In the second part of his analysis of track preparation for middle-distance runners, David Lowes says maintaining endurance during the summer months is very important
Endurance-based sessions can provide the catalyst towards running quickly. They may not give you the ability to run as fast as Mo Farah over the final lap of a 5000m or 10,000m, but they will allow you to run faster for longer.
Several athletes make the mistake of ditching many of the sessions that maintain and improve endurance during the track season. But don’t be lulled into thinking that it is time to dump the volume of the winter completely and turn to running quickly at all costs.
A whole winter can be wasted if you embark on inappropriate training. I have lost count of how many times I have heard, “I should have a great summer because I’ve worked hard in the winter.”
If you forget about endurance, you will very quickly lose your conditioning.
The summer is definitely more about the specifics of an event and running quickly, but without the engine to drive you forward your progress will inevitably stall. The transition from winter into summer should be almost seamless and if it is it will reduce the incidence of injury by making you a better conditioned athlete and the extra pace developed will also come in useful in the winter months. With the winter now behind us and the attention beginning to turn to the track, make sure that the next set of training ticks all the right boxes.
Sessions such as “Kenyan Hills” where the efforts can last anywhere from three minutes up to a leg-sapping 30 minutes with vigorous attacks on the uphill and flat sections, can be complemented by finishing the workout with some fast one-minute efforts on the flat. Basic hill running is vitally important too – if you can find a suitable slope, it can become very specific in terms of strength, power, lactate tolerance and good form.
The one I use with my athletes has a very steep incline, it lasts only 40- 50m and the group have to run an extra 60m on the flat with good form to finish off. This replicates the scenario over the last 120m on the track when speed is needed with lactate-filled legs and when controlled cadence is the only way to maintain the form needed to secure a win or that elusive PB.
At both the high and low ends of the scale, tempo runs can provide great additions to a runner’s repertoire, giving him or her valuable increases in VO2 max. This gives an athlete the ability to use what speed they have when needed. Tempo runs can be done as a stand-alone session or asa pre-session – even as a mid or end- of-session addition. Distances of eight minutes up to 40 minutes are generally recommended.
Sting in the tail
One important session, which is an add-on, that I use once every three weeks or so is the “sting in the tail” at the end of a workout when athletes think their efforts are done: usually done over 400m or 300m and at 100% effort, it always provides fantastic data and some painful sights.
Times of 49.2 for 400m and 35.4 for 300m have been recorded in my group and it is the aftermath that I watch for to dictate what shape anyone is in. Fast times are great and can’t be ignored, but it is body-language and speed of recovery that tells me what aerobic condition they are in. If they lie prone and motionless for an eternity, then I know they are quick, but not as aerobically enhanced as I would like. However, if they can stand upright and begin some sort of a conversation within a minute or so, then I know they are in superb condition.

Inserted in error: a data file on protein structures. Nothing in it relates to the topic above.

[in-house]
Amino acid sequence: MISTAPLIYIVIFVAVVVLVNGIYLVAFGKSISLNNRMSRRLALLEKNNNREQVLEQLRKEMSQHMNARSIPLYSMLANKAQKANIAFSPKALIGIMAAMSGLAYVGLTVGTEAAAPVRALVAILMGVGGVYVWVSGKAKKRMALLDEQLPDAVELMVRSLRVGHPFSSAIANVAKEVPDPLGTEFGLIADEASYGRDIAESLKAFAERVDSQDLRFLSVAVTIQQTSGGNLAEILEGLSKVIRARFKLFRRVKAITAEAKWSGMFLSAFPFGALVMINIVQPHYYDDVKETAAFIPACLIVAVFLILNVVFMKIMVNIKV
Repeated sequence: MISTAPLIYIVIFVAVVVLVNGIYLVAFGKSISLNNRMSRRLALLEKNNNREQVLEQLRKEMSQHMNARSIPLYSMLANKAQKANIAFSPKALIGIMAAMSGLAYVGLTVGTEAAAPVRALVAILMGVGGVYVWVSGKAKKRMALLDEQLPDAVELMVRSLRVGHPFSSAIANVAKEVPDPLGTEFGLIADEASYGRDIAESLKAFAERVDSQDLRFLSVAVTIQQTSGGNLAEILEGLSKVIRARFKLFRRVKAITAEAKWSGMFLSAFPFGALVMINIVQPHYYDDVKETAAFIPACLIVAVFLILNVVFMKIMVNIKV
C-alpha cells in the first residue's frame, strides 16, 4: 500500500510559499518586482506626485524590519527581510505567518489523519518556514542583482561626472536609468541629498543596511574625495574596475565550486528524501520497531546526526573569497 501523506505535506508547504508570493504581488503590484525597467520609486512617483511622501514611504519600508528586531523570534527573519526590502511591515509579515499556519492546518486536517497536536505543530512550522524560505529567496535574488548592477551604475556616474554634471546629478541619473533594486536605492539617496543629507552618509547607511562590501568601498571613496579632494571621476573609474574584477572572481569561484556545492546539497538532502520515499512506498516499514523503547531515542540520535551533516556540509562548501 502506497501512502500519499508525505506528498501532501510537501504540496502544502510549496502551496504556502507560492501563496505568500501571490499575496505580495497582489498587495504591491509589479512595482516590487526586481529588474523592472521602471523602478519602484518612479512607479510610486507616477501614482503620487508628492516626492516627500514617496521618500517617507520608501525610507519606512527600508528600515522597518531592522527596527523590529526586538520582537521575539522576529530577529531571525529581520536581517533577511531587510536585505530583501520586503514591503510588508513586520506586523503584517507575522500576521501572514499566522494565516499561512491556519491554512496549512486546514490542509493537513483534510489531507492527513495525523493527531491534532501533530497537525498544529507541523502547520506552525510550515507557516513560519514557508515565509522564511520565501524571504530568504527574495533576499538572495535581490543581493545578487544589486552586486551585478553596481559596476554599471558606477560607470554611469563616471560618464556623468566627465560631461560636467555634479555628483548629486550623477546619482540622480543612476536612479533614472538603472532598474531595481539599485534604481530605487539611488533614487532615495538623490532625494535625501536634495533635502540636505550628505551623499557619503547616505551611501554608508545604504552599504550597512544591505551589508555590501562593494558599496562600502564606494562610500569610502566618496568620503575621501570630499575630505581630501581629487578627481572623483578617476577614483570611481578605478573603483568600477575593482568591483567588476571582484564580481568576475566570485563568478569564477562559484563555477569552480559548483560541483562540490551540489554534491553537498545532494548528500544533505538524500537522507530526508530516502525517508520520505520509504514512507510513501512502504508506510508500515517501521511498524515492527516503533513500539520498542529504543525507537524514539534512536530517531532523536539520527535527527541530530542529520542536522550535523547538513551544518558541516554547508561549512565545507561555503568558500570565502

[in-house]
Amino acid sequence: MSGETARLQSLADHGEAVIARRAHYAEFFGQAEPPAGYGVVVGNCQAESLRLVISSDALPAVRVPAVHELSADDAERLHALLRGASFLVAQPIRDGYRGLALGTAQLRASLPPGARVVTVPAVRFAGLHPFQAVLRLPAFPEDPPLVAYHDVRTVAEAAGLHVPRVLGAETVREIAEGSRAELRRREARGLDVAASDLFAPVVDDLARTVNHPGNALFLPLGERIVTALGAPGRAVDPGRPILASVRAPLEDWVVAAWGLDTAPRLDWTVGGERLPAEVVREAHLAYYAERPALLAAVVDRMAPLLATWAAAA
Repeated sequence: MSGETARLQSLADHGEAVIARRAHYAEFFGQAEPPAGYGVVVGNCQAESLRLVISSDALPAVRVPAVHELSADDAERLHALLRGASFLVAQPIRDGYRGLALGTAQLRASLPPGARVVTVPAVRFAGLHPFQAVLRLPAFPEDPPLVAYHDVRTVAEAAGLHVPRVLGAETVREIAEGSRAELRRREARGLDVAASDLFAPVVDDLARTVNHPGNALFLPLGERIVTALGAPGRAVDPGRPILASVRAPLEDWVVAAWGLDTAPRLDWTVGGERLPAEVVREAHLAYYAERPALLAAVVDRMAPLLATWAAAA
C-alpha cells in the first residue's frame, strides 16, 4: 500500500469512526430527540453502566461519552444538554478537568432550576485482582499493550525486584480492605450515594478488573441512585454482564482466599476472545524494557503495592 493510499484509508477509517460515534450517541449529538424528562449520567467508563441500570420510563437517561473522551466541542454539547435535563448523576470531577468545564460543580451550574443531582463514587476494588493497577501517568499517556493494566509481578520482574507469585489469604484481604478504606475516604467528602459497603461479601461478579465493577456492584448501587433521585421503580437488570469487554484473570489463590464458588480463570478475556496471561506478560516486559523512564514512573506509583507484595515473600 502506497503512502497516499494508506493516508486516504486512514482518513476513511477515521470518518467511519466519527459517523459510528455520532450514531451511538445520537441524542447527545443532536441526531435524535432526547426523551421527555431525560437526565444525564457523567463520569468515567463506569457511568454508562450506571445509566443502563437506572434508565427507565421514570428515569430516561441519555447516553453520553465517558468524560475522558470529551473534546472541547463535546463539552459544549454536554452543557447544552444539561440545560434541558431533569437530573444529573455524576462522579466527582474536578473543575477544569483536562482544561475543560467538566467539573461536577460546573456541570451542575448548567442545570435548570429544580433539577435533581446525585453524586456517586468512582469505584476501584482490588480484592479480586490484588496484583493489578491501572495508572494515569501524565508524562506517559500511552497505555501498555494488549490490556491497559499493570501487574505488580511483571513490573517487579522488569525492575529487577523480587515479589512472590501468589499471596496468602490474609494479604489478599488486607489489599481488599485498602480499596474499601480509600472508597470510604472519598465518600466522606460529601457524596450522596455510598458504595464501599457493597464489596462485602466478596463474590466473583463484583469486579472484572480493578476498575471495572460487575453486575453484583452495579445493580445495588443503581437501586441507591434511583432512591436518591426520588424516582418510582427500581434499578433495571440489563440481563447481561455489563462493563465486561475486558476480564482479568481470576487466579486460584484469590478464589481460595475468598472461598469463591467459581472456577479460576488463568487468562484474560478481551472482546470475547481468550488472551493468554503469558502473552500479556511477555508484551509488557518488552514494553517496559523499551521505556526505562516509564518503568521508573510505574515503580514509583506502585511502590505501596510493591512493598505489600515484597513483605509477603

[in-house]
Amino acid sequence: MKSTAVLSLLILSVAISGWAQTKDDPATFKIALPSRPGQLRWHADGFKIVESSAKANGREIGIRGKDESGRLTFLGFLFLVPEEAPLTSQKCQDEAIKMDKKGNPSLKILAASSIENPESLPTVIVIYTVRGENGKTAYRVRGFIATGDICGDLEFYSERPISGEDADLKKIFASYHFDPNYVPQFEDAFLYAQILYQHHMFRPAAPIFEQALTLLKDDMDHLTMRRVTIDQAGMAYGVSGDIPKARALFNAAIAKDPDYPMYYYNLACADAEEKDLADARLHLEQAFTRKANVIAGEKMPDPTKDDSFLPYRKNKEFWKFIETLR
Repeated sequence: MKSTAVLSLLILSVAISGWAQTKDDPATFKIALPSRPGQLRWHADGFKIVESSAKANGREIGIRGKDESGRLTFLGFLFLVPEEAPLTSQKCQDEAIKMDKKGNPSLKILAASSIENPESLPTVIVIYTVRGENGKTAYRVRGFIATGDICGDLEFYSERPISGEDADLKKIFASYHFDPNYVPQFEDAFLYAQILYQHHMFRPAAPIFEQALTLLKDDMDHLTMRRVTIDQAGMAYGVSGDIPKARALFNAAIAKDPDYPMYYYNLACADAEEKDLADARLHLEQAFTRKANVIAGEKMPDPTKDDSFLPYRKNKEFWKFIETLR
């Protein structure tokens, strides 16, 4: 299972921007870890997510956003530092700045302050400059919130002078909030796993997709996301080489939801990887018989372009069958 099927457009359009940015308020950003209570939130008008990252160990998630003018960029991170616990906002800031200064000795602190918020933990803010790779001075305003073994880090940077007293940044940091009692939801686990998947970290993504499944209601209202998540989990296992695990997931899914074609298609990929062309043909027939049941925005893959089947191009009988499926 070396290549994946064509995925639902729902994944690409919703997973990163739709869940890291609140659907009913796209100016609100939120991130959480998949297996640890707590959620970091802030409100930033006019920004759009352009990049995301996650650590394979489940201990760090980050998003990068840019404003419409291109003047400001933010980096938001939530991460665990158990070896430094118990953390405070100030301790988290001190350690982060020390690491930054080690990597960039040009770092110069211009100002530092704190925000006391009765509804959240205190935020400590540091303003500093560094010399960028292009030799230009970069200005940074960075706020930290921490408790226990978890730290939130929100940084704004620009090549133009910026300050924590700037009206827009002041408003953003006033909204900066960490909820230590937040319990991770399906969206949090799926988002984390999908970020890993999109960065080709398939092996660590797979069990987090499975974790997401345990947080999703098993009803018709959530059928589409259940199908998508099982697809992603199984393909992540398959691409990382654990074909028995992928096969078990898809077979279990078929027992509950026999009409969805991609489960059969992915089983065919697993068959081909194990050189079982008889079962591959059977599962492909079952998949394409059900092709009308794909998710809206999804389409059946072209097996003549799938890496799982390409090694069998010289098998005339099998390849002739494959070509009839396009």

It isn’t speed as such, but it is speed endurance with a big dollop of great strength endurance needed to complete it – it has one big bonus. It encourages an athlete to believe that they can run fast no matter how fatigued or uncomfortable they are.
If anyone needs any reminding, just look at how much Mo Farah puts into his final lap – he literally digs deeper than anyone else and that is a huge asset.
Remember ‘date pace’
Throughout the winter months, my athletes who have done some of their workouts on the track will have been running target times at “date pace” – the pace for their specific event which is applicable to the time of year. For an 800m runner with a PB of 1:52, date pace may be 58 seconds per 400m in November, 57 seconds in January and advancing to somewhere around 55 seconds in April.
The training pace of a 5000m/10,000m runner won’t deviate so much on an annual basis, but the recoveries and amount of reps will as these become much more race-specific.
Multi-pace work is much used by athletes and coaches, sometimes over a week but also in a single workout. It’s simply a matter of working at race-specific, under-distance speed and over-distance pace. A 1500m runner will use 800m speed as well as 3000-5000m speed and integrated into the plan will also be 400m and even marathon-paced efforts.
Various surfaces can also be incorporated into these multi-paced workouts. A session may start on the grass, move to the track and back to the grass – or vice versa. These are great sessions that alleviate boredom and also reduce one-dimensional workloads that can lead to stress-related injuries.
» David Lowes is a Level 4 endurance coach, an England Athletics national coach mentor and university coordinator as well as head of the BMC Academy